Lightened Jewish Desserts

Two Jewish grandmothers are the inspiration for these lightened holiday desserts that you can enjoy all year long.

Honey Cake Recipe

Traditionally served the first night of Rosh Hashanah, Honey Cake expresses hope that the year to come will be sweet.

Becky Luigart-Stayner

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Cinnamon-Apple Cake
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The laughter at the other end of the line was my brother's. "You can't be serious," he said, catching his breath. "Low-fat Jewish treats? Isn't that an oxymoron?" Of course, I knew where he was coming from. While growing up, my two Jewish grandmothers fed me delicious and irresistible cookies, cakes, and desserts year-round. Jewish holidays, besides being religious celebrations, are centered around food. And sweet treats are the hallmark of many of these occasions.

There are so many Jewish holidays, I often wonder how it was possible for my grandmothers to keep up. Even though we were living in wartime Shanghai, where food was not always plentiful, nothing prevented them from going all-out.

When it came to desserts, the rule was sweet, eggy, nutty, fruity, and buttery. That's why my brother was laughing so hard. At Passover, for example, when flour and leavenings such as yeast, baking powder, or baking soda are forbidden, it's quite a challenge to make a cake that will not only rise but maintain its shape after cooling. Ground nuts often replace flour in Passover cakes, and beaten eggs substitute for leavening agents. But the large quantities needed are out of the question when one is cooking light.

Jewish dietary laws can be daunting to the uninitiated, but if you grow up with them, they're what you know, and you follow them naturally. When I lived with Granny, she was scrupulous about observing all the holidays, and she did everything by the book. For Passover, she scoured our one-room apartment the week before. She packed away all traces of flour and leavening products and stored them elsewhere. She cleaned the two sets of Passover china―one for dairy products and one for meats. Although Granny baked during the holiday, she always bought matzo, the unleavened bread eaten during Passover, from a kosher bakery. All during the year, Granny kept a kosher kitchen, so we always ate the correct foods.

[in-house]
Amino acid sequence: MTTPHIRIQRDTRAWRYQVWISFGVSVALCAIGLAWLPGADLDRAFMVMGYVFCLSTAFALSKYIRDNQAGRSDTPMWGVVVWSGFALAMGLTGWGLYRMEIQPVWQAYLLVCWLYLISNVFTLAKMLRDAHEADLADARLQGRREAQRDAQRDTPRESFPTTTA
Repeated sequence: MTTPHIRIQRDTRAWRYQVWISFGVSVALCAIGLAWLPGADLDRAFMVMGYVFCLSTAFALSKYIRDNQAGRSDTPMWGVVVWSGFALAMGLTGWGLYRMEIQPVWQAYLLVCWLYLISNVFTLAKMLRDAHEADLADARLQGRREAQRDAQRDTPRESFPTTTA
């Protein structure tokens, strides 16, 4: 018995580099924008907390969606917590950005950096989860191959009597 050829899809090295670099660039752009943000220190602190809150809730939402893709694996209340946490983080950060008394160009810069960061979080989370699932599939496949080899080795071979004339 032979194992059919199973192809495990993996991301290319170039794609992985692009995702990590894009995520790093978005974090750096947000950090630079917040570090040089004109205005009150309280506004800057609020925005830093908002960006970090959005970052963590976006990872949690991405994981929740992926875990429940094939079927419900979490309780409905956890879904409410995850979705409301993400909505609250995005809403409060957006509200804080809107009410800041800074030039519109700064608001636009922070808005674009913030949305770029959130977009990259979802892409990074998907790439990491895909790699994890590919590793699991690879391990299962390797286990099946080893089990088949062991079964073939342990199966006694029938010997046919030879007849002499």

"Kosher" means "fit to eat," and the Jewish dietary laws, or kashruth, stretch back thousands of years. Even though the prescriptions are specific, there is room for interpretation in many cases. For this reason, I don't make any claims for the kosherness of these dessert recipes in any religious sense. What I do claim, however, is that they satisfy the general guidelines for the holidays in question, and they can be eaten all year.

To carry on tradition and make these recipes accessible to more people, I decided to lighten them. Lately there's been a resurgence of interest in Jewish desserts, and several new cookbooks are on the market; you can certainly get authentic recipes from them, but they're really heavy. I don't think our bodies should pay the price. Basically, what I did with these desserts was cut back on the fat by reducing the solid shortenings.

These recipes are in honor of my grandmothers, who each instilled in me my love of food. Light Jewish desserts that taste just as good as the originals? Granny and Baba wouldn't believe it, but they would both be proud.

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